Since July 5, 2016, organizations have been required to quantify risk based on the 2012 edition of NFPA 99, Health Care Facilities Code. While many can now demonstrate the factors of their unique risk strategy, there is still no escaping the complexity of asset risk management. 

To “decomplicate” the mystery around managing critical/high-risk assets, facilities professionals should first consider the difference between the loss of equipment or component versus the loss of an entire system. Today, many computerized maintenance management systems utilize a strategy formula to determine an asset’s risk score. This has proven effective at articulating individual equipment risk; however, it can limit a health facilities professional’s ability to quantify the loss of an entire system. 

To bridge this gap, specific key performance variables and criteria are needed to account for risk as well as the scope of impact — limited versus widespread. This approach allows for simulation of what might happen under differing conditions by transforming inherently complex multivariable conditions into mathematical relationships that can be analyzed and evaluated. This provides the ability to accurately articulate risk numerically, and then this number is used to segregate an asset inventory into two groups: critical/high risk and noncritical/non-high risk.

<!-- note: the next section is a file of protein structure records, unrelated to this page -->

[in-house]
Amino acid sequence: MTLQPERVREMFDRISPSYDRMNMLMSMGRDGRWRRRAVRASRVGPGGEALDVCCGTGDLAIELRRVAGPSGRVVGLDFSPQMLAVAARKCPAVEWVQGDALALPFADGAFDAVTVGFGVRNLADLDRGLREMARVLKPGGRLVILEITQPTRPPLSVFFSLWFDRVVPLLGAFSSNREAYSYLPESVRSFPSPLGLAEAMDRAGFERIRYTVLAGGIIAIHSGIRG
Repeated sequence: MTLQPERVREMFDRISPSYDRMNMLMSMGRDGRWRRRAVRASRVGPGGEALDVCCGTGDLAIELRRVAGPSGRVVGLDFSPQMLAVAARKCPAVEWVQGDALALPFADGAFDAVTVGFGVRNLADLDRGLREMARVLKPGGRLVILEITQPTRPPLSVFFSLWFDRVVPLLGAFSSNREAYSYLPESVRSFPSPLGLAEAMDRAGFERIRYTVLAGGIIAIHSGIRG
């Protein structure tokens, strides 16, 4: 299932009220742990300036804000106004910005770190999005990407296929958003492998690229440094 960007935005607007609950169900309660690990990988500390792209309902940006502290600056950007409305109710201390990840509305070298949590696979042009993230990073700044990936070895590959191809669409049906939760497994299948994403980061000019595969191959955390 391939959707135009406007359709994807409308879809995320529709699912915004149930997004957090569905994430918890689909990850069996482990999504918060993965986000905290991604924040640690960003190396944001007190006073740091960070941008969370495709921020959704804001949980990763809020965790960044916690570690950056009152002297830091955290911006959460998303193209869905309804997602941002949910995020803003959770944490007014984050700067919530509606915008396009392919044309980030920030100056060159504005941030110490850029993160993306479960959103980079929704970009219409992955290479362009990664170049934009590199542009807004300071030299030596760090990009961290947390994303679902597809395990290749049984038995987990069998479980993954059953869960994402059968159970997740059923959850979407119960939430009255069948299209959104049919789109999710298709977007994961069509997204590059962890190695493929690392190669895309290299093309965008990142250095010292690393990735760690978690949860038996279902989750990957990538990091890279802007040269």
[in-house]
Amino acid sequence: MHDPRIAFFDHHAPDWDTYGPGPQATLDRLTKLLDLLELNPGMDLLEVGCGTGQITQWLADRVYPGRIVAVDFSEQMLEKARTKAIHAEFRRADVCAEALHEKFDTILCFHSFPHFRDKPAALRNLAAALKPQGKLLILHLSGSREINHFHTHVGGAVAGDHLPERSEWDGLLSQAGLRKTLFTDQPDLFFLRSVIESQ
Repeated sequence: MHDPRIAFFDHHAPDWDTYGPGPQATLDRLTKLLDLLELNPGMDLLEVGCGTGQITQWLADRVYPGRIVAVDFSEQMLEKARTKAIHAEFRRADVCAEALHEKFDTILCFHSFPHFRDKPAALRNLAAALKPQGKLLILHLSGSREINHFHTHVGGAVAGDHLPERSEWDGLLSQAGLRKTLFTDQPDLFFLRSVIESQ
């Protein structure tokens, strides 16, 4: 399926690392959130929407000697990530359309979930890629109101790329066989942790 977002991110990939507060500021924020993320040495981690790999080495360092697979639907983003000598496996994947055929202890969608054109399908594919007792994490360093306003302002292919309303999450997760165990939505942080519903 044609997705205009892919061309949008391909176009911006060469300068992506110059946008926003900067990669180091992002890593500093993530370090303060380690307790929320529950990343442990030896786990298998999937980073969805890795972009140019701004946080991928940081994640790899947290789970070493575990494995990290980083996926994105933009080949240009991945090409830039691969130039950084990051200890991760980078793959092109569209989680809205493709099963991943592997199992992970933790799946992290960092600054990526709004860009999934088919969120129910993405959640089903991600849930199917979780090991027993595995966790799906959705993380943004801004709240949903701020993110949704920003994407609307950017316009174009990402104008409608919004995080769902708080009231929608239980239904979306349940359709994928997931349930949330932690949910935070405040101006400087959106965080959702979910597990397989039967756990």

Once segregated, the mystery around managing assets and systems that meet the criteria of critical/high risk is unlocked. 

To ensure regulatory/accreditation compliance, the inspection, testing and maintenance of an asset is performed in accordance with specific policy and procedures. Individuals with appropriate knowledge can determine the management of an asset by weighing the inputs, outputs, strengths and limitations of following, for example, manufacturer recommendations versus an alternative equipment maintenance program.

When it comes to managing assets that have the potential to cause serious harm or death to a patient, staff or visitor, these assets take top priority. When a health care professional is armed with a deep understanding of risk, the scope of impact and the management program, it is possible for an organization to prioritize scarce resources to meet the needs of patients while ensuring continuous compliance.